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One of the unique characteristics of forestry is the length of time between the initial capital investment and the receipt of eventual revenues, resulting in the need to carry forward substantial losses until they are overtaken by subsequent revenues. The industrial and provident society model was adopted as a means of overcoming this barrier to investment due its ability to award interest to individual investors in each financial year from year one, without reference to the actual accounting profit or loss achieved in any particular year. In this way the society is able to reward all investors fairly from the very first year whilst also reducing the level of tax payable by the society once its revenues start to come on-stream. In addition, as at 31st December 2011 the society had concluded agreements with a German company, Forest Finance for the purchase of 10,000 tonnes of credits together with a commitment to purchase a further 25,000 tonnes to be verified under an alternative standard (which is more popular in Germany) before 30th June 2012. The Society had also concluded an agreement with the Swedish company, Zero Mission for the sale of a minimum of 5,000 tonnes of credits by 31/12/2012. A major factor that will influence the long term financial return on the society’s investments in the ArBolivia project is how quickly, if at all, the project is able to expand to its full size (5,000 hectares). Due to efficiencies of scale, the rate of return should increase significantly if it expands beyond the existing 1400 hectares. However, the Society also has significant costs which need to be taken in to account in setting the annual rate of interest, including the cost of finance, marketing, administration, legal costs and directors’ salaries.. These costs may increase as the Society grows and will obviously impact on the society’s profitability.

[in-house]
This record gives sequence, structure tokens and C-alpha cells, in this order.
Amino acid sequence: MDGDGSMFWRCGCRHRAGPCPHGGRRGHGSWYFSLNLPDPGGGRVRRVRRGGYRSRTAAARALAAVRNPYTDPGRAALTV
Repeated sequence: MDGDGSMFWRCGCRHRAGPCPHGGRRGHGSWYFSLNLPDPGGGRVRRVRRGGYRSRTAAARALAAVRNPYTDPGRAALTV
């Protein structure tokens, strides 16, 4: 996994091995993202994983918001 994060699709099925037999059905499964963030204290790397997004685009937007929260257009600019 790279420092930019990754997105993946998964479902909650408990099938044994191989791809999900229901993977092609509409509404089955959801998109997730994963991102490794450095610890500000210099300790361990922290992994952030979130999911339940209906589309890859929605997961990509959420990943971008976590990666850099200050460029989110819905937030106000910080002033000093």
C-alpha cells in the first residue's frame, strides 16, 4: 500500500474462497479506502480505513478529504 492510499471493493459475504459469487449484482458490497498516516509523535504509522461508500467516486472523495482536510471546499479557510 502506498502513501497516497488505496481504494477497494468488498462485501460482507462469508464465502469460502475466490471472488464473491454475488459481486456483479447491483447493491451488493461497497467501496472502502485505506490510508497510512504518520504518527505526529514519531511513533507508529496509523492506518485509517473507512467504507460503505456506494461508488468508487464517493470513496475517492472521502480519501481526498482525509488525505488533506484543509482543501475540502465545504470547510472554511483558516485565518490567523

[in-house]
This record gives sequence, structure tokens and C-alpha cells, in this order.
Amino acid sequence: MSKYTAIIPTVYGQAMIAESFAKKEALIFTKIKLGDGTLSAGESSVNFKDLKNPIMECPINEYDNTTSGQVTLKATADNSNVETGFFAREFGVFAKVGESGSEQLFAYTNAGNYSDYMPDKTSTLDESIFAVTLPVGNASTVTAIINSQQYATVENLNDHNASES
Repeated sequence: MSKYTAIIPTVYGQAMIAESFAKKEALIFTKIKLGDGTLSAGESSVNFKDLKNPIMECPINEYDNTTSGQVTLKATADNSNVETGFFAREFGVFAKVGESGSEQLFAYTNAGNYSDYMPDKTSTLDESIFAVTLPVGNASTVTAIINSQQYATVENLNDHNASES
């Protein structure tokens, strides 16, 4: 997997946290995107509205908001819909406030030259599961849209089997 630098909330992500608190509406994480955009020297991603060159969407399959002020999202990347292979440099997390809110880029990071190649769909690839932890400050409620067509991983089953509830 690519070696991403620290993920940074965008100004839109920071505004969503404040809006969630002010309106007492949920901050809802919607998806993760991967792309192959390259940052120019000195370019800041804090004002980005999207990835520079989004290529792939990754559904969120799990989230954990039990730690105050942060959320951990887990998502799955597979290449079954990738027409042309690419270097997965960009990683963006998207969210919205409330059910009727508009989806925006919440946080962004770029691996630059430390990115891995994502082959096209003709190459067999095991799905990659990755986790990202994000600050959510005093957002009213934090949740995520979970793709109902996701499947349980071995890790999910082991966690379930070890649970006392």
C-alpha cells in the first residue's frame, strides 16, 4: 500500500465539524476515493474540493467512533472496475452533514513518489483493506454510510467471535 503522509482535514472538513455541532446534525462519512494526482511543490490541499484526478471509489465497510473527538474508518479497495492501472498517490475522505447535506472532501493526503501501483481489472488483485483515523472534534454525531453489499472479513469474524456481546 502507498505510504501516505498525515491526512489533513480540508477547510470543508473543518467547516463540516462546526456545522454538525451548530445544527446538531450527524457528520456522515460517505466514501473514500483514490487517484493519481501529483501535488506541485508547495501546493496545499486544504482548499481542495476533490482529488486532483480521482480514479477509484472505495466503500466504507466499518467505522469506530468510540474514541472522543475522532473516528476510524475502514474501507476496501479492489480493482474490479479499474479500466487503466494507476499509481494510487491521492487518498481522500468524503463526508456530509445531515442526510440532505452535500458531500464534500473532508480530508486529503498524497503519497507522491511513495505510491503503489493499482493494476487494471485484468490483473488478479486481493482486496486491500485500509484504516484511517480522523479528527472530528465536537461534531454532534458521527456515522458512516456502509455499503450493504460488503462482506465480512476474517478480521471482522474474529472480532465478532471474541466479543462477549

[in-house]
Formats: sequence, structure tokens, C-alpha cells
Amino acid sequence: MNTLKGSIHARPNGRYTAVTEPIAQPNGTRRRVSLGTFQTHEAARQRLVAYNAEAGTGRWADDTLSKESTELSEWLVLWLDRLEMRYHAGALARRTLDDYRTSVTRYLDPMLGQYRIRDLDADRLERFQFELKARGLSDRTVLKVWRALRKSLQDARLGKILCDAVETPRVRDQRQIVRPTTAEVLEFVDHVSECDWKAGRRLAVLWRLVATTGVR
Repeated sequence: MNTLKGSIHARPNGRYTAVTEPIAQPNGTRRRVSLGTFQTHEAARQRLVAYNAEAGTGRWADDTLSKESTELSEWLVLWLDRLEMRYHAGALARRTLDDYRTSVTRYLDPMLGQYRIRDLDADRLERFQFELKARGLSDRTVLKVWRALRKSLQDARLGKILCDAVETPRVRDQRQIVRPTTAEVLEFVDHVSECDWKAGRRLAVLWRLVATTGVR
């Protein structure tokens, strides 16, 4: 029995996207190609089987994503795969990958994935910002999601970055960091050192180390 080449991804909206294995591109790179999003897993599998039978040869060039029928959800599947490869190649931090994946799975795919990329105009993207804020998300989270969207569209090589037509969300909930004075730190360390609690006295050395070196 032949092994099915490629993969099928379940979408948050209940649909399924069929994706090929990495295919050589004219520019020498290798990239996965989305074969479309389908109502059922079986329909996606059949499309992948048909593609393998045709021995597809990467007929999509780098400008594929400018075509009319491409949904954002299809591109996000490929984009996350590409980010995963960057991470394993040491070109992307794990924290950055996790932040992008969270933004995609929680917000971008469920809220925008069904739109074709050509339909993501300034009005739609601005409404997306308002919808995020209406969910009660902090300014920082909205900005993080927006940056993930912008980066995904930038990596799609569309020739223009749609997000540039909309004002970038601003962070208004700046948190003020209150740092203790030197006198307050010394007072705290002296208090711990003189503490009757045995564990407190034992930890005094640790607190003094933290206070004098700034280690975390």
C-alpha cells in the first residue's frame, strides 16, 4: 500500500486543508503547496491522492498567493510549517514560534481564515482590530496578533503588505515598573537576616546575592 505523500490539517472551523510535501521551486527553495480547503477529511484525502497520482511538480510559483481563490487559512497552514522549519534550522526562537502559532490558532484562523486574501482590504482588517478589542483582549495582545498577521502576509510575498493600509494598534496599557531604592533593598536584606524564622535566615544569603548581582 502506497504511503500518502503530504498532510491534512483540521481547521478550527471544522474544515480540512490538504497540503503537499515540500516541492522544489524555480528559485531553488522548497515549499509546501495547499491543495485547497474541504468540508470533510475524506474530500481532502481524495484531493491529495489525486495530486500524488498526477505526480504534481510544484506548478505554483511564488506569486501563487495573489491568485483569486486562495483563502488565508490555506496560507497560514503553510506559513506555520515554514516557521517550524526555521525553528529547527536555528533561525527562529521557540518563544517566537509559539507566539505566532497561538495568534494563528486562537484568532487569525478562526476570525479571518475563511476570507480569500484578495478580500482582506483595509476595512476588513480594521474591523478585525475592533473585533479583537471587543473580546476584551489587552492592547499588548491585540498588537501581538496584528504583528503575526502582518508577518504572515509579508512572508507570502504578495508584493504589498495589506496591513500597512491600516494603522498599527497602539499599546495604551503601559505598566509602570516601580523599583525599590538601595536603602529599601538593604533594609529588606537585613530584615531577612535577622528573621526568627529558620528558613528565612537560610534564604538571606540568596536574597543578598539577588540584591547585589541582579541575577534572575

ArBolivia